Exactly!  Make information interesting and memorable 🙂

Include empathy and soul in what we put around us.  Create meaningful undertanding.

Here are my trials using Pic Collage

study by Carmel using Pic Collage

study by Carmel
using Pic Collage

Practice 1 by Carmel using Pic collage

using Pic collage

Post 3- “Gamification”

Photo Credit: avlxyz via Compfight cc

Photo Credit: avlxyz via Compfight cc

Reflecting on the class reading “Engage Me or Enrage Me”: What Today’s Learners Demandby Marc Prensky

Word stream: stimulated, overstimulated, gaming…  connects with the video we watched on Saturday about students designing games in school.

Questions:  Too much of a good thing, too often- loses it’s value?

Can over-including ‘gaming’ in the curriculum become contrived and trying too hard to ‘engage’ students?  Being patronized or talked-down too is far more enraging for me.  Of course it depends on who you teach, maybe ES students will find gaming engaging but i can name a few MS and HS kids that would roll their eyes if I were going to give them a computer game design activity in ArtMud class.  We want to get off the computers and work with our hands, get dirty and create!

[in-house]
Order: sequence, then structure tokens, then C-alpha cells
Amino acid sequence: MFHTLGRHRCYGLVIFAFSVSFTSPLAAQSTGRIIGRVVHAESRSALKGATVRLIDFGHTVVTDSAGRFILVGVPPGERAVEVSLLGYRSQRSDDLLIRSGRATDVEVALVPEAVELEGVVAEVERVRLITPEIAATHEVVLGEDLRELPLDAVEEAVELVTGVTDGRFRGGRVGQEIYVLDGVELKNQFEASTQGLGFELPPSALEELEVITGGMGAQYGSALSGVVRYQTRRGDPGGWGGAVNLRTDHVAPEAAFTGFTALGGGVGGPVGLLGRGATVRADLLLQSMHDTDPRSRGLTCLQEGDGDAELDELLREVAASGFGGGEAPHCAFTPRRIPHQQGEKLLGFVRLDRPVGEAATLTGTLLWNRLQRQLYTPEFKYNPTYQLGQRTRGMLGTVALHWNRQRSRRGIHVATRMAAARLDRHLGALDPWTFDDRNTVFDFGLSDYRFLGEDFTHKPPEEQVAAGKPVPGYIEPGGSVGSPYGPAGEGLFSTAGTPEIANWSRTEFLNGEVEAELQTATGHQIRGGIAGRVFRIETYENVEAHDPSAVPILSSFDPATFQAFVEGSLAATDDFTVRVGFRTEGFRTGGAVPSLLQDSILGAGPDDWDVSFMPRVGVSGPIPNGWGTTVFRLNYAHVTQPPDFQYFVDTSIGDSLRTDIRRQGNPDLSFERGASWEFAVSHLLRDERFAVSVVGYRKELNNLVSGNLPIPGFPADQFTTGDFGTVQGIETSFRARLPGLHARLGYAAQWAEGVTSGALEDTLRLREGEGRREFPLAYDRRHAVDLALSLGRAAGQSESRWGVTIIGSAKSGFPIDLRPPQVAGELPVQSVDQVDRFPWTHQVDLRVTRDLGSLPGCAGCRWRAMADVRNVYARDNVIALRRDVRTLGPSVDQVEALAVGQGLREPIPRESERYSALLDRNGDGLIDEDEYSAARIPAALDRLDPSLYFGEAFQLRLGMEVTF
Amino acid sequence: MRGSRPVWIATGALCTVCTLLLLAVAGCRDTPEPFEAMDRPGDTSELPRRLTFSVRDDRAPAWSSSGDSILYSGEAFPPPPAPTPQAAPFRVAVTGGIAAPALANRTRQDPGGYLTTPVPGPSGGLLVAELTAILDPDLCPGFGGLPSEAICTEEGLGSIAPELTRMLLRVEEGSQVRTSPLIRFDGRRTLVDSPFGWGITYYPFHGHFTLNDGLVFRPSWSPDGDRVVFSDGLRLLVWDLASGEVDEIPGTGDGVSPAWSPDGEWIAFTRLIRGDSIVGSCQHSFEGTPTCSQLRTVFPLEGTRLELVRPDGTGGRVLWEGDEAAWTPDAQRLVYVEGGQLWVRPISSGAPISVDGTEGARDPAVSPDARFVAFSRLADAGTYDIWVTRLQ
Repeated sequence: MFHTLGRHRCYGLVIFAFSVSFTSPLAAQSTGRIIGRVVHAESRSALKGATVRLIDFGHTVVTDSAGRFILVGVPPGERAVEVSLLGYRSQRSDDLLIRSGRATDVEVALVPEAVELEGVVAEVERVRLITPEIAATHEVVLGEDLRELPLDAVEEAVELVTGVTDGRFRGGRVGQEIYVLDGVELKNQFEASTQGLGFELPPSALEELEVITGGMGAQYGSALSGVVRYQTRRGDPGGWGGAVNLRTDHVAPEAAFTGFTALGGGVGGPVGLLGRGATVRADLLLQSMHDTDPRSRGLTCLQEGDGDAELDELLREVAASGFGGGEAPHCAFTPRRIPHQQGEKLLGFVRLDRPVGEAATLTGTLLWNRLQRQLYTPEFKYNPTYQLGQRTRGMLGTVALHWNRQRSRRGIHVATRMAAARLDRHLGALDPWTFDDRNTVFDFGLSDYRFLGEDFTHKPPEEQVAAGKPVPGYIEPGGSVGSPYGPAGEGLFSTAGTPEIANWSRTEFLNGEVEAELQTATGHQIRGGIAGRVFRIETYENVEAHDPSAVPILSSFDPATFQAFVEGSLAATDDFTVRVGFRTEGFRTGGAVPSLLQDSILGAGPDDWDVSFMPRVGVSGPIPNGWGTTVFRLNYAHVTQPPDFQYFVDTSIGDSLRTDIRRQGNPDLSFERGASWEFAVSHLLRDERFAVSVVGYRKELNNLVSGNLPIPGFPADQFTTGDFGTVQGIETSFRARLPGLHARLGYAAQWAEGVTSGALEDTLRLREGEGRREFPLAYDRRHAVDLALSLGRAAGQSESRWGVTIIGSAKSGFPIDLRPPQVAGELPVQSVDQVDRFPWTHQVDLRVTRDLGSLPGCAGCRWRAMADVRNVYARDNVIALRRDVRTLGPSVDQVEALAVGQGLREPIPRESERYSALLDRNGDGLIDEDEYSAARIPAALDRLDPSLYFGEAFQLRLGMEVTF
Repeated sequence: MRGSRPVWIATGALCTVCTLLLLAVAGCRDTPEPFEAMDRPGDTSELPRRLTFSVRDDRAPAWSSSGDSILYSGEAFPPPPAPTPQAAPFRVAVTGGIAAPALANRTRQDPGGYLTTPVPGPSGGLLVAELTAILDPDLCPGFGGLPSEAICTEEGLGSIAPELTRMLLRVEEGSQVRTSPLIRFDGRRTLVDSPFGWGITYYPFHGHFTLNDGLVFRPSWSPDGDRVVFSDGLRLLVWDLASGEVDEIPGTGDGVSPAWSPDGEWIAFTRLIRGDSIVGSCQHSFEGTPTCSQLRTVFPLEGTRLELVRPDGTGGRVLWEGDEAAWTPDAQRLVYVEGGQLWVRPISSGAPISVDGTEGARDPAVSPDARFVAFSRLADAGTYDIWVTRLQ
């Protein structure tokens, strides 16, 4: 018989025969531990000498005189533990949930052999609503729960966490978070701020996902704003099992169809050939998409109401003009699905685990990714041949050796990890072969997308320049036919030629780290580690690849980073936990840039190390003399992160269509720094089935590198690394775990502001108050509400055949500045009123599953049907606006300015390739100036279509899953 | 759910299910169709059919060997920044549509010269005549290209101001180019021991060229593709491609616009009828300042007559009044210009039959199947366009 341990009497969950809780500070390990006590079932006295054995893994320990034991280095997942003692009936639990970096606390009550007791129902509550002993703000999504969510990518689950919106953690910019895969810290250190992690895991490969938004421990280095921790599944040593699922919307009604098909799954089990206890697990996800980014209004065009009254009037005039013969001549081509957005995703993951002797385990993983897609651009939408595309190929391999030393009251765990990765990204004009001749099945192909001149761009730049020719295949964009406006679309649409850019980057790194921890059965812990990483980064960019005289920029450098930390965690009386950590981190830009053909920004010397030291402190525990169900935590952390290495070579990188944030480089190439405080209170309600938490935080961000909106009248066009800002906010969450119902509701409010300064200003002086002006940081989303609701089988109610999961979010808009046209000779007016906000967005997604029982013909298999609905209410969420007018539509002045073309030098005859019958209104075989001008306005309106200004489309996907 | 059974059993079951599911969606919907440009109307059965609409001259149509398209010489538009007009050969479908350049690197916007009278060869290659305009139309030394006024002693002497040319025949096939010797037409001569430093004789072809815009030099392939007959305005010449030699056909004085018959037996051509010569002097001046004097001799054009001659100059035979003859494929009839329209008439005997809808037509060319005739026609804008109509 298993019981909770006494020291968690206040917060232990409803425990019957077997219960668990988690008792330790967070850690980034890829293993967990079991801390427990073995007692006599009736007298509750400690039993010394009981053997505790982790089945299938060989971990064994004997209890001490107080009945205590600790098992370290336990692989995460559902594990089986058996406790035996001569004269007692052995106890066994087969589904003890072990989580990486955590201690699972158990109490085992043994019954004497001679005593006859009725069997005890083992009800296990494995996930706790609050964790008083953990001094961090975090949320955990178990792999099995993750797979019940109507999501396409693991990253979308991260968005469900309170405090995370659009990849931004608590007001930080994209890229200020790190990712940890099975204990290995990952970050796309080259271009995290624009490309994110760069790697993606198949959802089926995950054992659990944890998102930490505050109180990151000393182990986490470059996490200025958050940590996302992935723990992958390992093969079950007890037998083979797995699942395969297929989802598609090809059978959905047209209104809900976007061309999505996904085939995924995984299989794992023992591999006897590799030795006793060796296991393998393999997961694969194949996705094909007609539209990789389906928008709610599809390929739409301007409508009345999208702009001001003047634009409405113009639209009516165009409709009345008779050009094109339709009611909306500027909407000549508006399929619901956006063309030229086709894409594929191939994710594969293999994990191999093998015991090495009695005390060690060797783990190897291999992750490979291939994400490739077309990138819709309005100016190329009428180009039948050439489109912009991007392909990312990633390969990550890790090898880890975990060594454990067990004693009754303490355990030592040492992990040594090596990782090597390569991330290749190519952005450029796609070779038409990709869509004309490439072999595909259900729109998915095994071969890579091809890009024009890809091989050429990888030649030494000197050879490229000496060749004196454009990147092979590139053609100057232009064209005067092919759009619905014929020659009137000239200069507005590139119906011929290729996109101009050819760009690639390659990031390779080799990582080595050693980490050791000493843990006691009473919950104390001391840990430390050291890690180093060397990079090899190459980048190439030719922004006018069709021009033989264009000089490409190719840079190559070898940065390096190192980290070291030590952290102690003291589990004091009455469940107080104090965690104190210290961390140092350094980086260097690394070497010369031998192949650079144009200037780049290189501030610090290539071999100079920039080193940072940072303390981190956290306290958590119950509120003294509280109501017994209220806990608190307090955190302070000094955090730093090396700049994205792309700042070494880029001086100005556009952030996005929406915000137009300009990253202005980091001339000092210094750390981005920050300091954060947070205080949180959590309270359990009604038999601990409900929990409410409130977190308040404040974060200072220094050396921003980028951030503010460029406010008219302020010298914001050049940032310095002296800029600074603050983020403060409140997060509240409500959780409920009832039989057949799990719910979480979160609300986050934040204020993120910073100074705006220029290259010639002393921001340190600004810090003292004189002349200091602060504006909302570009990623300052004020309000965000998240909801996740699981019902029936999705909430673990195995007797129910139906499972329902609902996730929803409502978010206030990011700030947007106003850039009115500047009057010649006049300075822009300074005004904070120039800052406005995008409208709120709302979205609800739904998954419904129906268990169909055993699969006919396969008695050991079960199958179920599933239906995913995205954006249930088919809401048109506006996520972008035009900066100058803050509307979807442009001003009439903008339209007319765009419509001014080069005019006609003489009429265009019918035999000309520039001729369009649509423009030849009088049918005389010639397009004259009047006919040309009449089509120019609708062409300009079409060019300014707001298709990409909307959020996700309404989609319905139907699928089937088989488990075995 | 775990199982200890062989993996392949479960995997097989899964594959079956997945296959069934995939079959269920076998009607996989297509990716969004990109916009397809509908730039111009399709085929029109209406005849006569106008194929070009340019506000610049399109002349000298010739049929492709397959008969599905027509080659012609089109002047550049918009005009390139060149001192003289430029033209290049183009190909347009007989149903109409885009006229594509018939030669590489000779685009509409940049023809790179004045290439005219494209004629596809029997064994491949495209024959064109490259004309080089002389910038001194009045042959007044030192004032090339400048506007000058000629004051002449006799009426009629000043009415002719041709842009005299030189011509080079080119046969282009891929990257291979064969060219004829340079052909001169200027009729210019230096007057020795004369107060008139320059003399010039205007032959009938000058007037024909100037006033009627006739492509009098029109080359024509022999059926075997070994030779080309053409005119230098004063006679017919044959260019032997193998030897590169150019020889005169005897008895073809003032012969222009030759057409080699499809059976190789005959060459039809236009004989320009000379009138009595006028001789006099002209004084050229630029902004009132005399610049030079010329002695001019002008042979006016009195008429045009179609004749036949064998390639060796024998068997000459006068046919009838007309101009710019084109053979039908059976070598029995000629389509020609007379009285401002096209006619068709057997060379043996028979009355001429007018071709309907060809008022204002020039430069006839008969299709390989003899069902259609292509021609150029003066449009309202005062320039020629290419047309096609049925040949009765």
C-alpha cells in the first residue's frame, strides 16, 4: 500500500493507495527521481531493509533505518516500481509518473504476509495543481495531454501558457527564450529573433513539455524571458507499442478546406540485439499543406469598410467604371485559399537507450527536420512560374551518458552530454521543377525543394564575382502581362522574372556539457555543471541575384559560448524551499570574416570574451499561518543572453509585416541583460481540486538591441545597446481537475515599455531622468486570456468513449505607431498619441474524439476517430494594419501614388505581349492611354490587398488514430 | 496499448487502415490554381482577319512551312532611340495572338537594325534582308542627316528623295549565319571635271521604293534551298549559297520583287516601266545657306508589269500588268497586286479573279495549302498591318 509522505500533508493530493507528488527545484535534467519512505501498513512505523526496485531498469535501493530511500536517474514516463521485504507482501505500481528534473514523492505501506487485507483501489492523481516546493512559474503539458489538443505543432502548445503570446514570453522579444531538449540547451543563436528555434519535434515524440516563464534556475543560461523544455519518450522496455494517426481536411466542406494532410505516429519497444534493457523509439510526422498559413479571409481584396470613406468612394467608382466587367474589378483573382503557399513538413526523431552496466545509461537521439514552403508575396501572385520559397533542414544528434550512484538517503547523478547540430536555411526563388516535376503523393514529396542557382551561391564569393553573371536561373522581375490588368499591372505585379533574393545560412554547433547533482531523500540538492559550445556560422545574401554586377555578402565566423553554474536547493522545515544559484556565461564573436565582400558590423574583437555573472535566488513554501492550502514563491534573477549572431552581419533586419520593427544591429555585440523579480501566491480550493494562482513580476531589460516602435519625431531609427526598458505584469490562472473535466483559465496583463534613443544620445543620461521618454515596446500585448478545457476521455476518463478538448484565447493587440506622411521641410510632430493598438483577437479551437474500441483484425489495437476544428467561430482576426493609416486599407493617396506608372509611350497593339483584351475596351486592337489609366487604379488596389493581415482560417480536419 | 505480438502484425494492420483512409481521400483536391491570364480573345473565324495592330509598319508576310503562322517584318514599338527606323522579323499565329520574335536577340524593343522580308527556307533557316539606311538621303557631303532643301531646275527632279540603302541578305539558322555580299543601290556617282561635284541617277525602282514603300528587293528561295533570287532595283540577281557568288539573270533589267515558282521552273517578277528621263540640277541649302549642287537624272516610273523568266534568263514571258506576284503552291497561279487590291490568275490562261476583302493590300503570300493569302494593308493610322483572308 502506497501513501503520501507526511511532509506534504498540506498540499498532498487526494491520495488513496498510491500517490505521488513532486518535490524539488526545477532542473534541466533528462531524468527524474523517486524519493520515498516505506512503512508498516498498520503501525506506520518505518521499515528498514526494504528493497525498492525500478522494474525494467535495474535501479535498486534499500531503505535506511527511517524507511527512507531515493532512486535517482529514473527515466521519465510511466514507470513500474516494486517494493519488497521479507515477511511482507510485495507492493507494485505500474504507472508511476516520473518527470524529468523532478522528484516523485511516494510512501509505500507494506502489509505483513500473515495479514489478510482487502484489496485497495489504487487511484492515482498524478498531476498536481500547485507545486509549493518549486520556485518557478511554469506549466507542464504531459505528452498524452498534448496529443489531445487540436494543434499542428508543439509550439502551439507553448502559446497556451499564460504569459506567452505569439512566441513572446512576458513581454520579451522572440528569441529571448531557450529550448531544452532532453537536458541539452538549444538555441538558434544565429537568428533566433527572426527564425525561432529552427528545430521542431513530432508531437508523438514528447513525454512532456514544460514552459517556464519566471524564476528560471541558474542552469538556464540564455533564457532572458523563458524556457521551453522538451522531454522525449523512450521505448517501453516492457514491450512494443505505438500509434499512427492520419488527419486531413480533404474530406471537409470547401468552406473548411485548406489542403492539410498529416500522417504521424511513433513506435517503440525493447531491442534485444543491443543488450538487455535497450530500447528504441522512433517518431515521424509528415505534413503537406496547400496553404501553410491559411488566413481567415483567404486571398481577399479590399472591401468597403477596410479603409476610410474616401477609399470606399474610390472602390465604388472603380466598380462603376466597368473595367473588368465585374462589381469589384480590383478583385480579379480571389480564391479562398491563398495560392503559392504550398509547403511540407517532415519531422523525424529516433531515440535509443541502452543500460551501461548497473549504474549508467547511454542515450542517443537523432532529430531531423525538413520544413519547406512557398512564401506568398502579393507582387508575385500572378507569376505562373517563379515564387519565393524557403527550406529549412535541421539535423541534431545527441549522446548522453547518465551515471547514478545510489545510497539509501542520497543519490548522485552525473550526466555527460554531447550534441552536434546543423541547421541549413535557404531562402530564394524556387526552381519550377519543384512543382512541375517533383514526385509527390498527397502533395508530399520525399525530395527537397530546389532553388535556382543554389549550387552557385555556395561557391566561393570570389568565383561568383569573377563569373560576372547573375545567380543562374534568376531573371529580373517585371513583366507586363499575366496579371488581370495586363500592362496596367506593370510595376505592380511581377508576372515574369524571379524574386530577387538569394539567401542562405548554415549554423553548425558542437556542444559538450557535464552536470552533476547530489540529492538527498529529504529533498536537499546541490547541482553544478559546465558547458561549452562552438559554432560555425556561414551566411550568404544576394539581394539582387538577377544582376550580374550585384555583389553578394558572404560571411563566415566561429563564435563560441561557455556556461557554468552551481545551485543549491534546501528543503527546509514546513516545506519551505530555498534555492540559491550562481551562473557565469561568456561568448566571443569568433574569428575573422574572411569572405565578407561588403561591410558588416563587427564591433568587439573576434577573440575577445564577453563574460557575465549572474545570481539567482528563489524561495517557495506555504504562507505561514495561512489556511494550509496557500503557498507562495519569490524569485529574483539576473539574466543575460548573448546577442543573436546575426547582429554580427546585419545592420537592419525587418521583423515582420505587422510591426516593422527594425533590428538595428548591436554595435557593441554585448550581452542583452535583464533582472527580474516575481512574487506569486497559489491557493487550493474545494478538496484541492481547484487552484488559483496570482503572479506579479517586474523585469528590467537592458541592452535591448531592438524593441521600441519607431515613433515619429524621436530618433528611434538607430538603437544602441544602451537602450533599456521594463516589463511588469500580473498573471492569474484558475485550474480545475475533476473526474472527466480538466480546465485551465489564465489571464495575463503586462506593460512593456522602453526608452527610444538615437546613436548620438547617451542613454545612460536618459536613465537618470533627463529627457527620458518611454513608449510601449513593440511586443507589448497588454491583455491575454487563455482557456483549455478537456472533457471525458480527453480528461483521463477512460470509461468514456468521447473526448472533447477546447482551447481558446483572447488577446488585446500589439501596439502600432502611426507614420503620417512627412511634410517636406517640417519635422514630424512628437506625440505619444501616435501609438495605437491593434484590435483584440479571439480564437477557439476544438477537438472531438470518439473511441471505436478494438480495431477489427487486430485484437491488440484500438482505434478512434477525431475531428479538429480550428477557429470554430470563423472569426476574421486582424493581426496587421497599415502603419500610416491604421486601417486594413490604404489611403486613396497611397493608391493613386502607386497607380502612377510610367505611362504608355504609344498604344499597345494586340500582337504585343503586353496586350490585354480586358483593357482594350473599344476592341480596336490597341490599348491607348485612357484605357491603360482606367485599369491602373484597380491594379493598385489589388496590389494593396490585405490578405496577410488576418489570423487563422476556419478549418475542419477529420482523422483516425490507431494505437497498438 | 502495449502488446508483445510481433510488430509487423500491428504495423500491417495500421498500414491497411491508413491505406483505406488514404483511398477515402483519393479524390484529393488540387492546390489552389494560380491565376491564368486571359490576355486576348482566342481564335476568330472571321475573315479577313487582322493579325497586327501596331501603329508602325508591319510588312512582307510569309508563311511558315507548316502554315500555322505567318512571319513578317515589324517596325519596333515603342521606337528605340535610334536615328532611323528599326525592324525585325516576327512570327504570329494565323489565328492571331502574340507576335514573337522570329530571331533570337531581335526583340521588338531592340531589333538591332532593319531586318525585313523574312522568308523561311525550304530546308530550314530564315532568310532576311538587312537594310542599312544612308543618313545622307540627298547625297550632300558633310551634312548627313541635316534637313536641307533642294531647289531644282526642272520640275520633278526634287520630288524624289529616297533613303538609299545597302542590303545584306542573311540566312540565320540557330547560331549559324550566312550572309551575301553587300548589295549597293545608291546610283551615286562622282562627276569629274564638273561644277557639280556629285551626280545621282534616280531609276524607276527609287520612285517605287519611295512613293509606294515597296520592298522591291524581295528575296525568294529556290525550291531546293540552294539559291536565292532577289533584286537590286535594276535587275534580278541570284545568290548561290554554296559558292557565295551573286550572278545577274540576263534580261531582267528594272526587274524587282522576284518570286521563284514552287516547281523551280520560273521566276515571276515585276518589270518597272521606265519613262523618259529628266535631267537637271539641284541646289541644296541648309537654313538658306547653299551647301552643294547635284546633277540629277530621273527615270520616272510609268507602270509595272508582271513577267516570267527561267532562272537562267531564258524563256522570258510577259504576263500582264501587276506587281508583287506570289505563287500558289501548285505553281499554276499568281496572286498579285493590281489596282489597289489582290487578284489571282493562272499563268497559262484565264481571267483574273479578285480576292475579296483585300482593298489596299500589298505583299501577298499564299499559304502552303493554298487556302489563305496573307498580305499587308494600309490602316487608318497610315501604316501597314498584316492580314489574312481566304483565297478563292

Just like how we must differentiate in our classroom for different learners, technology also has it’s place and strengths in different subject matter, unit, activity- not everywhere.  We can’t insist that all classes use technology all the time, it is counter productive and devalues the awesomeness of tech in the class room.

Game design is a cool project tho, Tara Barton used this activity for the Art Elements and Principles unit in ArtRageous a few years ago.

Or maybe the idea of using authentic or real-world activities is what we should really focus on…